What was seen as a walk in-the-park title retention campaign for the all-pro Philippine men’s basketball team in the just-concluded Southeast Asian Games (SEAG) turned historic.
All four sides the Samahang Basketbol Ng Pilipinas fielded to vie for gold medals did more than that as they emerged victorious with both the men’s and women’s 3×3 bagging top honors in their events.
The biggest surprise, though, is the all-amateur women’s squad, which after almost four decades of waiting, gifted the country its first ever gold medal in the division.
Relegated to bringing home six silver medals and an equal number of bronze since the early 80s, the Philippine lady dribblers had every five bronze medals Filipino basketball enthusiast, including themselves, stared with open eyes when they overwhelmed favorite Thailand by a huge 20-point, 91-71 decision in their gold medal encounter on Tuesday at the Mall of Asian Arena.
Having done that, which no one expected the ladies can, their men’s counterparts followed with a routine 115-81 conquest, also of the Thais, five-time titlist, for the Filipinos’ 13th straight diadem and 18th overall since 1977.
The Filipinas swept all their assignments in the women’s competition, hurdling Indonesia and Malaysia, before battling the Thais in the winner-take-all title showdown.
The Philippines came from a pair of fourth-place finishes in 2015 and 2017. Before that, the Filipinas took the silver medals in the 1981, 1983, 1995, 2011 and 2013 editions of Games. The Philippines ended up third in 1987, 1993, 2001, 2003 and 2007.
The Filipinas’ heroics is hoped to bring them the respect and recognition reserved only to their men’s counterparts until this year.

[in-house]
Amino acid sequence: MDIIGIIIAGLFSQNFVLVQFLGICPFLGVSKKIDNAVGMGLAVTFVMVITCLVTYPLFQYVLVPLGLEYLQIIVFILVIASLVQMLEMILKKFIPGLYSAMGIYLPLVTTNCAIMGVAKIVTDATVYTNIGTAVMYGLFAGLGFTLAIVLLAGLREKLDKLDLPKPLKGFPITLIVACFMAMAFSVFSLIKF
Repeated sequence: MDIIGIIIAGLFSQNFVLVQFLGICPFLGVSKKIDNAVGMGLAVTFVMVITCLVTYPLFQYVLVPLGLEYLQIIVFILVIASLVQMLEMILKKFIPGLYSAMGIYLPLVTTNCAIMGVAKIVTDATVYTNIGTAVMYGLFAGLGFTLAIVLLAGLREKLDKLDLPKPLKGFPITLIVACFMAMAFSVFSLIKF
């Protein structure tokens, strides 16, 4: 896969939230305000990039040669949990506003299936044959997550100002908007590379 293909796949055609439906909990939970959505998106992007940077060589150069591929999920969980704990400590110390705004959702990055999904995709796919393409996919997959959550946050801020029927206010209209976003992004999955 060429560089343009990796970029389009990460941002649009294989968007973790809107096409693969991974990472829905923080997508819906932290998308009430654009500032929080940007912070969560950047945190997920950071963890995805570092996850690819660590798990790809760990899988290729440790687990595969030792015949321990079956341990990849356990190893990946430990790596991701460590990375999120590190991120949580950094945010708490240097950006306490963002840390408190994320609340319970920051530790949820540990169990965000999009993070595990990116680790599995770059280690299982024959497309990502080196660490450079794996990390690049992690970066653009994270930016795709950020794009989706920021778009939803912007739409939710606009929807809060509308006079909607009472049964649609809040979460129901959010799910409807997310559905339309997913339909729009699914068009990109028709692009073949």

“Now, I hope we get noticed. It’s been a long time, we’ve been doing this since 2015, and now the gold is with us,” head coach Patrick Aquino blurted out following her ladies’ victory. “I’m just so happy. I’m happy not just for the girls only but for the whole country and the women’s side.”
The Filipinos’ triumph in the men’s division wasn’t only a walk in- the-park, though, for the All-PBA squad of coach Tim Cone.
The title matchup against the Thais, in fact can be classified as the biggest heist in the history of basketball in the twice every two-year conclave. The John Dillinger’s hold up sprees. Bonnie and Clyde’s.
First, it’s the first time that an all-pro superstars, with an American coach at that, represented a country in the shoot and dribble game, which happened to be the Filipinos’ favorite pastime.
The Philippines has, except in one instance, been playing amateur since it was admitted into the SEA Games fold in 1977.
And the Filipino basketeers have won all the basketball tournaments since the earning the respect and admiration of their neighbors in the region who considered the Philippines as the basketball capital this part of the globe.
The Filipinos failed to retain the plum only in 1989 when they were dethroned by Malaysia. Basketball wasn’t play in 1995 Games, ironically hosted, too, by the country.
The Philippines was then serving suspension imposed by the international ruling body FIBA brought about by the tug-of-war in leadership between the now-defunct Basketball Association of the Philippines and the Samahang Basketbol ng Pilipinas.
From 1977, the Filipinos ruled the sport six uninterrupted times until 1987. They recaptured the crown in 1991 never to relinquish it until this year.
For powering, too, the national women’s 3×3 side to the title, Afril Bernardino, Jack Danielle Amimam, Janine Pontejos and Clare Castro, thus, have scooped up two gold medals each.
Members of PH’s 3×3 men’s squad are Chris Newsome, Jayson Perkins, CJ Perez and Mo Tautuaa.(Eddie Alinea)